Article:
Curved β sheets are basic building blocks of many protein cavities that, by serving as binding sites for other molecules, are essential to protein function. After analyzing classic protein formations and running folding simulations, researchers designed a series of novel proteins with curved β sheets, inspired by naturally occurring protein superfamilies. They then compared the predicted models to physical examples of these designed proteins using x-ray crystallography. All of the structures closely matched the predicted models, showing that β-sheet curvature can be controlled with atomic-level accuracy. The discovery opens the door to the design of proteins capable of entirely new functions, from improved diagnostic tests and medical treatments to more-efficient catalysis of chemical reactions for industrial processes.
In designing a new ligand-binding protein or enzyme acting on a particular molecule, researchers have traditionally tried to repurpose natural proteins. They look for proteins with cavities having roughly the desired geometry and incorporate mutations to achieve the function of interest. However, this strategy is known to have several limitations: the ideal geometry may not be found and/or the incorporated mutations may change the cavity geometry or be detrimental to the protein’s stability. To overcome these limitations, it would be more efficient to design a protein from scratch, with a geometry customized to the target of interest.
Previously, the computational design of proteins from scratch had been limited to structures that were too compact to accommodate cavities. In this work, researchers deciphered the key rules that determine the shape of structures formed by β sheets in natural proteins. In particular, they described the rules that govern how these β sheets bend and wrap to form the cavities of various sizes and shapes that play a key role in protein–protein or protein–molecule interactions. For example, β sheets (normally flat) will bulge if hydrophobic (or -philic) residues are placed next to each other in the protein chain. Also, by terminating the bonding between adjacent strands (a “register shift”), a bend can be created. The researchers then incorporated these rules into existing computational protein design methods and built new types of protein structures having the shapes they were targeting.
To verify that the resulting proteins had the desired properties and adopted the modeled structure, the researchers experimentally characterized them with a variety of techniques. The atomic structures were verified using high-resolution x-ray crystallography at Beamline X4C of the National Synchrotron Light Source and at ALS Beamline 8.2.1. Of the nine solved structures described in this work, six were obtained at the ALS. High-resolution structural analysis is essential for evaluating the accuracy of computational designs and quickly becomes the bottleneck in protein design studies. The ability to quickly screen many crystals at the ALS enhanced the probability of solving the structures.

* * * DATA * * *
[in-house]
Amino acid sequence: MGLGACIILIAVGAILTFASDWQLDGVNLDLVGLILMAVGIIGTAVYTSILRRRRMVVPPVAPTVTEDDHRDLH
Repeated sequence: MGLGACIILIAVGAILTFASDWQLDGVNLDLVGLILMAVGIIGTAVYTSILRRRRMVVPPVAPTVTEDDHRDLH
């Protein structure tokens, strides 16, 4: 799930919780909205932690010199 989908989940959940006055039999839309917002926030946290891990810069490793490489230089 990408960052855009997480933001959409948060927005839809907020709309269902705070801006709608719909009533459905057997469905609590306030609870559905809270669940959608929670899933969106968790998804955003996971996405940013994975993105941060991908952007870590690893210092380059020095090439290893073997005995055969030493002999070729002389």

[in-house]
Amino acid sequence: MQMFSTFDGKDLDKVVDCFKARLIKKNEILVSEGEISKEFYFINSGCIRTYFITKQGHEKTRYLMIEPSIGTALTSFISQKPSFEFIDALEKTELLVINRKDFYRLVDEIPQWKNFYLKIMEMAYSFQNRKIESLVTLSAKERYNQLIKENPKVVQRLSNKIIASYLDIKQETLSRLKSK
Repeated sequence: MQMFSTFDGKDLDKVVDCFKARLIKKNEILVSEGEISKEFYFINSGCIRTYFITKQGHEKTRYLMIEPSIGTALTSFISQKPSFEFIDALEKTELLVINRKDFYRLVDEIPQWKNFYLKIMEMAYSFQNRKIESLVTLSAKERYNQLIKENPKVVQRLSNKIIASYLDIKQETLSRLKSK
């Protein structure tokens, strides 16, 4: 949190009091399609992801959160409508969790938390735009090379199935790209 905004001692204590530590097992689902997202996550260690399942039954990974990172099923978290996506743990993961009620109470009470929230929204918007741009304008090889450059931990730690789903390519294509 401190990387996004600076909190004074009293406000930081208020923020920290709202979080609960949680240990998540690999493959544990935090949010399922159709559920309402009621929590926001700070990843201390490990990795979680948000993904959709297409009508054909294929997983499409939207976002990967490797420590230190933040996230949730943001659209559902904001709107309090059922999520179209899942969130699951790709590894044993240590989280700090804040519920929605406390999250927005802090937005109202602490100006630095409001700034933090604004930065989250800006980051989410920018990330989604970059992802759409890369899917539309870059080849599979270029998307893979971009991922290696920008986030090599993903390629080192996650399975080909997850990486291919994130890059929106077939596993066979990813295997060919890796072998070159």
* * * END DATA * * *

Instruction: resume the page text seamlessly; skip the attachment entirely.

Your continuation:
Interpretation and analysis of the crystallographic data showed that the experimental protein structures were very close to the computational models, validating the new design approach. The researchers were surprised to find that a few small molecules from the crystallization solution had found their way into the cavities of one of the designed proteins—a good indication of the feasibility of follow-up plans for designing an active site there with little change from the initial structure. Now that they have shown that they can design these types of proteins, the researchers plan to use this method to create novel enzymes that could result in reduced chemical waste and more-efficient chemistry in general, as well as sensors for the detection of food and environmental toxins. Overall, the new strategy allows designers to depend less on natural proteins and focus more on custom-designed proteins at the atomic level.
Research conducted by: E. Marcos (Univ. of Washington and Barcelona Institute of Science and Technology); B. Basanta, T.M. Chidyausiku, D.-A. Silva, and J. Dou (Univ. of Washington); Y. Tang, G. Liu, G.V.T. Swapna, R. Guan, R. Xiao, and G.T. Montelione (Rutgers Univ. and Northeast Structural Genomics Consortium); G. Oberdorfer (Univ. of Washington and Univ. of Graz, Austria); J.H. Pereira, B. Sankaran, and P.H. Zwart (Berkeley Lab and Joint BioEnergy Institute); and D. Baker (Univ. of Washington and Howard Hughes Medical Instiute).
Research funding: Howard Hughes Medical Institute, Defense Threat Reduction Agency, National Institutes of Health, European Commission (via Marie Curie International Outgoing Fellowships), Pew Charitable Trusts, Mexican National Council of Science and Technology (CONACYT), and U.S. Department of Energy, Office of Science, Basic Energy Sciences program (DOE BES). Operation of the ALS is supported by DOE BES.
Publication about this research: E. Marcos, B. Basanta, T.M. Chidyausiku, Y. Tang, G. Oberdorfer, G. Liu, G.V.T. Swapna, R. Guan, D.-A. Silva, J. Dou, J.H. Pereira, R. Xiao, B. Sankaran, P.H. Zwart, G.T. Montelione, and D. Baker, “Principles for designing proteins with cavities formed by curved β sheets,” Science 355, 201 (2017). doi:10.1126/science.aah7389
ALS SCIENCE HIGHLIGHT #350